Congenital Heart Defects - What Happens
Congenital heart defects happen when the heart doesn't form normally as the developing baby (fetus) grows in the uterus. Heart defects may
cause problems with
blood flow through the heart after a baby is born. The problems can affect the
baby's blood and oxygen supply.
There are many types of congenital heart defects. If the defect lowers the amount of oxygen in the body, it is called cyanotic. If the defect doesn't affect oxygen in the body, it is called acyanotic. Some defects require treatment right away. Other defects get better on their own
and don't require treatment.
Congenital heart defects happen in about 8 out of
1,000 babies born in the United States.1 But only about
one-third of these babies have major defects
that need surgery or have defects that may cause death during the first year of
life.1 The number of congenital heart defects among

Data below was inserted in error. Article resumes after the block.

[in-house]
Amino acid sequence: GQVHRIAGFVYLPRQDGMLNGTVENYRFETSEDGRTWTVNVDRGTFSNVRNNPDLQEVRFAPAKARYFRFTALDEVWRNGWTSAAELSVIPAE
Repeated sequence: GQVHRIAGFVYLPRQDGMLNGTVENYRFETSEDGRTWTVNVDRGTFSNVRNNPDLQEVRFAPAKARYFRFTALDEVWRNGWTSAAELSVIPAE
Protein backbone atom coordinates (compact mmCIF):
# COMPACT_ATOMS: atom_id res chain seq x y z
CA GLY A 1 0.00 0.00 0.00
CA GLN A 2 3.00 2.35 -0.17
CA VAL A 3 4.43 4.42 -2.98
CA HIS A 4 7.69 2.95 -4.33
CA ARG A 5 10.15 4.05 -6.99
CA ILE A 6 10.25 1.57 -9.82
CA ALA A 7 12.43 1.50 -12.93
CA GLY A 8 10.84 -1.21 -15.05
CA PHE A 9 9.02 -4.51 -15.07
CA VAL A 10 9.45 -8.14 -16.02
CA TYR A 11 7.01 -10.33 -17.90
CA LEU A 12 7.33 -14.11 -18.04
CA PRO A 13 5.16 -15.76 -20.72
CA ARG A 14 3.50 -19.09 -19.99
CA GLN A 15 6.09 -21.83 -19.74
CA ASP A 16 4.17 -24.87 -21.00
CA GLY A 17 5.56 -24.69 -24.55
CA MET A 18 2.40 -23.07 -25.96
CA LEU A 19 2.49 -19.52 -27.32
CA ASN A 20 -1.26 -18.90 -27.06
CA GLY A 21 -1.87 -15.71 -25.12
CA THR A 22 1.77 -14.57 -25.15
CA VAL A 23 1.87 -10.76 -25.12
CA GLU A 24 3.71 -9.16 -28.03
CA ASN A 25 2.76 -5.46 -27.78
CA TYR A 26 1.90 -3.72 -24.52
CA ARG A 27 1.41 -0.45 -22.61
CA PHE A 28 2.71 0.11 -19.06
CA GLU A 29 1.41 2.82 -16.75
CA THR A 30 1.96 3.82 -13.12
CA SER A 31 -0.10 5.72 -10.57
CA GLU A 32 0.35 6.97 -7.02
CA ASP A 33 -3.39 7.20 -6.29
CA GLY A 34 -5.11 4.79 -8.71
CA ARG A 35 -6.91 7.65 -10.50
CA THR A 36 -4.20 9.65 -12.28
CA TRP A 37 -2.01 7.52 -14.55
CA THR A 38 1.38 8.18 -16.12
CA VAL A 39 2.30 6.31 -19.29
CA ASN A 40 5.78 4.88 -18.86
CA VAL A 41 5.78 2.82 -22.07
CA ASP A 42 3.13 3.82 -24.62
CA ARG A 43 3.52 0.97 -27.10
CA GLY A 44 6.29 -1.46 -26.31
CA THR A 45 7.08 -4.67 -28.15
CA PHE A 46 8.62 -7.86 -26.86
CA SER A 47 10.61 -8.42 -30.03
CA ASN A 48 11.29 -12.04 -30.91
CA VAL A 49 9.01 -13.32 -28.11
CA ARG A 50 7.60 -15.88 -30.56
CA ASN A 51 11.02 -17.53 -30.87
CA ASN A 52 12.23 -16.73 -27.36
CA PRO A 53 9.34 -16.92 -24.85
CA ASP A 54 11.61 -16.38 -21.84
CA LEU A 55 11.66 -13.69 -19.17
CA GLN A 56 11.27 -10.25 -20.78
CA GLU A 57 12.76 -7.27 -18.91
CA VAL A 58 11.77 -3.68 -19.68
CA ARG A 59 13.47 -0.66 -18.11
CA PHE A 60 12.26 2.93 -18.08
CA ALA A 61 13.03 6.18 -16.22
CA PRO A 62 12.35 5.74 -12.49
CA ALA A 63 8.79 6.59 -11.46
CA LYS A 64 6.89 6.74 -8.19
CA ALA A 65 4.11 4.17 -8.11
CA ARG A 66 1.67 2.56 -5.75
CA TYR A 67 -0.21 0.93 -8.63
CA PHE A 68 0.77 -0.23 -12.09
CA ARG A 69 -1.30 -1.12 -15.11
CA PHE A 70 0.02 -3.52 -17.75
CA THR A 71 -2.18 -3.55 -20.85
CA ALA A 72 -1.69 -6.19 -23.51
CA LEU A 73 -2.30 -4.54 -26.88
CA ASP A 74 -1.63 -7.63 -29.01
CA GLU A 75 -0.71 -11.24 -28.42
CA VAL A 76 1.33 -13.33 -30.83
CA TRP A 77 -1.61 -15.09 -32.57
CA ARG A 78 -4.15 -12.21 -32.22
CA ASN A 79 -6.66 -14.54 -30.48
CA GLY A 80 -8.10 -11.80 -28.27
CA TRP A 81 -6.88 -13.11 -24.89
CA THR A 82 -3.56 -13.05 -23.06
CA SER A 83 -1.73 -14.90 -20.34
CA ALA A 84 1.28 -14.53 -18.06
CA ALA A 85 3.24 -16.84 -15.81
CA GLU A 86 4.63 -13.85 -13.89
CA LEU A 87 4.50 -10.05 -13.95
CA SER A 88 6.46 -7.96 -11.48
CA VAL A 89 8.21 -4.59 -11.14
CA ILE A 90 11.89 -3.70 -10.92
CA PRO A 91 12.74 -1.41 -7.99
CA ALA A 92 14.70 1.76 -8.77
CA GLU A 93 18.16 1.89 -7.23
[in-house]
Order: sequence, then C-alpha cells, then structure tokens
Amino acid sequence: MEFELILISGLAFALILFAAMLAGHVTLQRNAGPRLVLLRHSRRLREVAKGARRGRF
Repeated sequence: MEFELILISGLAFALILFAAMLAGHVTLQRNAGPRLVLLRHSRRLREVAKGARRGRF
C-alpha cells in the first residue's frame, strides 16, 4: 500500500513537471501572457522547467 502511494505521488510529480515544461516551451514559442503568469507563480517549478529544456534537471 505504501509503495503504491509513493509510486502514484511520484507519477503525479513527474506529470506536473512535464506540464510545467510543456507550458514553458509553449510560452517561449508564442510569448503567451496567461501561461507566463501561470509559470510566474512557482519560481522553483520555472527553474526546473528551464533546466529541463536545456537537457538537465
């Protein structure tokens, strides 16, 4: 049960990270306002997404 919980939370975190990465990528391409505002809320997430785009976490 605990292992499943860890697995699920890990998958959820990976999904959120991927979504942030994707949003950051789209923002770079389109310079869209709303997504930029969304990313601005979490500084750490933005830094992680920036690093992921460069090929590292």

premature babies is higher—about 2 out of 100 births.2
Congenital heart defects affect a similar number of boys and girls.
But the types of defects that are common in boys and girls tend to differ.2
Not all defects are found when a child is very young. Some defects don't cause symptoms and aren't life-threatening. These defects may not
be found until the teen years or later.
Although many children and adults
with corrected heart defects lead normal lives, heart defects can be related to
or cause long-term risks that may include:
- Developmental delays or disabilities or
- Certain physical
traits, such as smaller-than-average adult height and weight,
clubbing, or cyanosis (bluish tint to the skin from
low blood-oxygen levels). These can present challenges to a person's
self-esteem and confidence.
- A shorter life span than average, if
the defect is severe or if heart failure or
other complications happen.
If you are an adult with a congenital heart defect, see the topic Congenital Heart Defects in Adults.
have to make decisions about: